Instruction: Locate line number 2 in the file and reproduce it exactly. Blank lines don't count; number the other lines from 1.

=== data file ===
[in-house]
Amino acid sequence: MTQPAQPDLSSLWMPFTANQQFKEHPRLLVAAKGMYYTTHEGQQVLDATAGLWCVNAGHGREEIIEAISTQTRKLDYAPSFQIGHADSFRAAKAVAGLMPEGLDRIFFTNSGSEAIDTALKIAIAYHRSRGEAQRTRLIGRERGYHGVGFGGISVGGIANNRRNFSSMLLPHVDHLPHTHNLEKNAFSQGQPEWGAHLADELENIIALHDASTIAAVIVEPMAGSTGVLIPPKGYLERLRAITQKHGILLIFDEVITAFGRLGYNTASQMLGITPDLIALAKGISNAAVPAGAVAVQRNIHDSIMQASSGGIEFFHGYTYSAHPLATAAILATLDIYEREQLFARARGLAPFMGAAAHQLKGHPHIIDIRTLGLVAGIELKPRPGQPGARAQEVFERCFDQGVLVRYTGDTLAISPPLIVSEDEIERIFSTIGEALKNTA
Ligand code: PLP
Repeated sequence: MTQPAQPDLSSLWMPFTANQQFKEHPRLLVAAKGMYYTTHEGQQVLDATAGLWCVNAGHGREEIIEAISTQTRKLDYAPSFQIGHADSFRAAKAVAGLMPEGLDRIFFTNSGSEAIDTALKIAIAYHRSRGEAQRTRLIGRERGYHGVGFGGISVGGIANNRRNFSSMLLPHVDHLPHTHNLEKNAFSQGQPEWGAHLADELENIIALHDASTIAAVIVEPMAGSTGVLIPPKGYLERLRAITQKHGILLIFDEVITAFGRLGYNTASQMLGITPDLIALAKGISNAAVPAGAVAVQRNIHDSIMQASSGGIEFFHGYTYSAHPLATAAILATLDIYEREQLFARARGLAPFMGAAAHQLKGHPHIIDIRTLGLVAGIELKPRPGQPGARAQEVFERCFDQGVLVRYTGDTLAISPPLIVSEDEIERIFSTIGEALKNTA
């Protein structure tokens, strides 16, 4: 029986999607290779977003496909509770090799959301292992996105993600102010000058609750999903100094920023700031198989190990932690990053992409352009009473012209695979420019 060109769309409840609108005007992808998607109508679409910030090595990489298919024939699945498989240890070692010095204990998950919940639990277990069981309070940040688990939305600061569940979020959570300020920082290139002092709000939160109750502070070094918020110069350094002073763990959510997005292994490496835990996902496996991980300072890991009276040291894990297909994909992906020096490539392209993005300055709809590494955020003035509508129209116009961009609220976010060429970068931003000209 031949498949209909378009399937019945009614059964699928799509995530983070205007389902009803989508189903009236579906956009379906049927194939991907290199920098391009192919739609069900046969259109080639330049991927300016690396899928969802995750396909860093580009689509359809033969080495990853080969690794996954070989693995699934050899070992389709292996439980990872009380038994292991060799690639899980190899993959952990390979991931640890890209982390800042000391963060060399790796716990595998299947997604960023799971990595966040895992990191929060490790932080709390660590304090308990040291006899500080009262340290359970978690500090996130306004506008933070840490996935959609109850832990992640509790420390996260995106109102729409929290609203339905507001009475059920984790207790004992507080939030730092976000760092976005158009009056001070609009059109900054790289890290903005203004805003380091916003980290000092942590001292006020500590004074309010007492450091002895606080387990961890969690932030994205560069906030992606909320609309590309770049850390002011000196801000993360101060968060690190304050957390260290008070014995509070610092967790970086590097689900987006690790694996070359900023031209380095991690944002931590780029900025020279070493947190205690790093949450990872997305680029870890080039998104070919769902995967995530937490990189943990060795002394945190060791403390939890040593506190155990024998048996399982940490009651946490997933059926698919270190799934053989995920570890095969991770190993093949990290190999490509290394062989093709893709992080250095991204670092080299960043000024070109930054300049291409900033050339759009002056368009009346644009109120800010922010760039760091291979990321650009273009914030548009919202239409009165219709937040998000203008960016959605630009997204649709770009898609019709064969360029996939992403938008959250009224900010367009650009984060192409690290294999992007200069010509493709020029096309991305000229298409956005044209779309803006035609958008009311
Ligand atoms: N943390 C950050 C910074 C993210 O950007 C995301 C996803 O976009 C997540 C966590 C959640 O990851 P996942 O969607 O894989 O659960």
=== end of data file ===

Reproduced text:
Amino acid sequence: MTQPAQPDLSSLWMPFTANQQFKEHPRLLVAAKGMYYTTHEGQQVLDATAGLWCVNAGHGREEIIEAISTQTRKLDYAPSFQIGHADSFRAAKAVAGLMPEGLDRIFFTNSGSEAIDTALKIAIAYHRSRGEAQRTRLIGRERGYHGVGFGGISVGGIANNRRNFSSMLLPHVDHLPHTHNLEKNAFSQGQPEWGAHLADELENIIALHDASTIAAVIVEPMAGSTGVLIPPKGYLERLRAITQKHGILLIFDEVITAFGRLGYNTASQMLGITPDLIALAKGISNAAVPAGAVAVQRNIHDSIMQASSGGIEFFHGYTYSAHPLATAAILATLDIYEREQLFARARGLAPFMGAAAHQLKGHPHIIDIRTLGLVAGIELKPRPGQPGARAQEVFERCFDQGVLVRYTGDTLAISPPLIVSEDEIERIFSTIGEALKNTA